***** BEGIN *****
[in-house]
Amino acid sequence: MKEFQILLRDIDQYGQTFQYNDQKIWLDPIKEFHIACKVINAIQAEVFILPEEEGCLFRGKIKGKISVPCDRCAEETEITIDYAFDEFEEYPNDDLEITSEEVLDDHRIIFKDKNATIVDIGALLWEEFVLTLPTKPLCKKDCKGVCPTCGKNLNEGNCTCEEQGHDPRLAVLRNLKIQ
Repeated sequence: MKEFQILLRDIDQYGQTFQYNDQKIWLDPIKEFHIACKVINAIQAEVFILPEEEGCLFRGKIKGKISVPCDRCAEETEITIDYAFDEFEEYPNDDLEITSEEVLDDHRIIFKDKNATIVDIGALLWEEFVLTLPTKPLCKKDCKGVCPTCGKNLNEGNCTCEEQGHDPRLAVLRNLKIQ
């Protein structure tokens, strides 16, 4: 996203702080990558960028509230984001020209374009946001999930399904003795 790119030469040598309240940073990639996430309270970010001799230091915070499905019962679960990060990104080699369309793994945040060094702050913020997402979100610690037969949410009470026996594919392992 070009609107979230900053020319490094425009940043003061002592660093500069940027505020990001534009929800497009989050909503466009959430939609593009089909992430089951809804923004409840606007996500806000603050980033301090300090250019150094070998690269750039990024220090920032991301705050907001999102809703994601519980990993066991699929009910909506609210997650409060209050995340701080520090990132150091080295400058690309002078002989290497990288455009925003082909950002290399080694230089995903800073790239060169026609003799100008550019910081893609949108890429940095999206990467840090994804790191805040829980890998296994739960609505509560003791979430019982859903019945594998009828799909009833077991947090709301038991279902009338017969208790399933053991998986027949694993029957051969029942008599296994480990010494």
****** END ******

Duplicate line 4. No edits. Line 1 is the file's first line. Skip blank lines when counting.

């Protein structure tokens, strides 16, 4: 996203702080990558960028509230984001020209374009946001999930399904003795 790119030469040598309240940073990639996430309270970010001799230091915070499905019962679960990060990104080699369309793994945040060094702050913020997402979100610690037969949410009470026996594919392992 070009609107979230900053020319490094425009940043003061002592660093500069940027505020990001534009929800497009989050909503466009959430939609593009089909992430089951809804923004409840606007996500806000603050980033301090300090250019150094070998690269750039990024220090920032991301705050907001999102809703994601519980990993066991699929009910909506609210997650409060209050995340701080520090990132150091080295400058690309002078002989290497990288455009925003082909950002290399080694230089995903800073790239060169026609003799100008550019910081893609949108890429940095999206990467840090994804790191805040829980890998296994739960609505509560003791979430019982859903019945594998009828799909009833077991947090709301038991279902009338017969208790399933053991998986027949694993029957051969029942008599296994480990010494």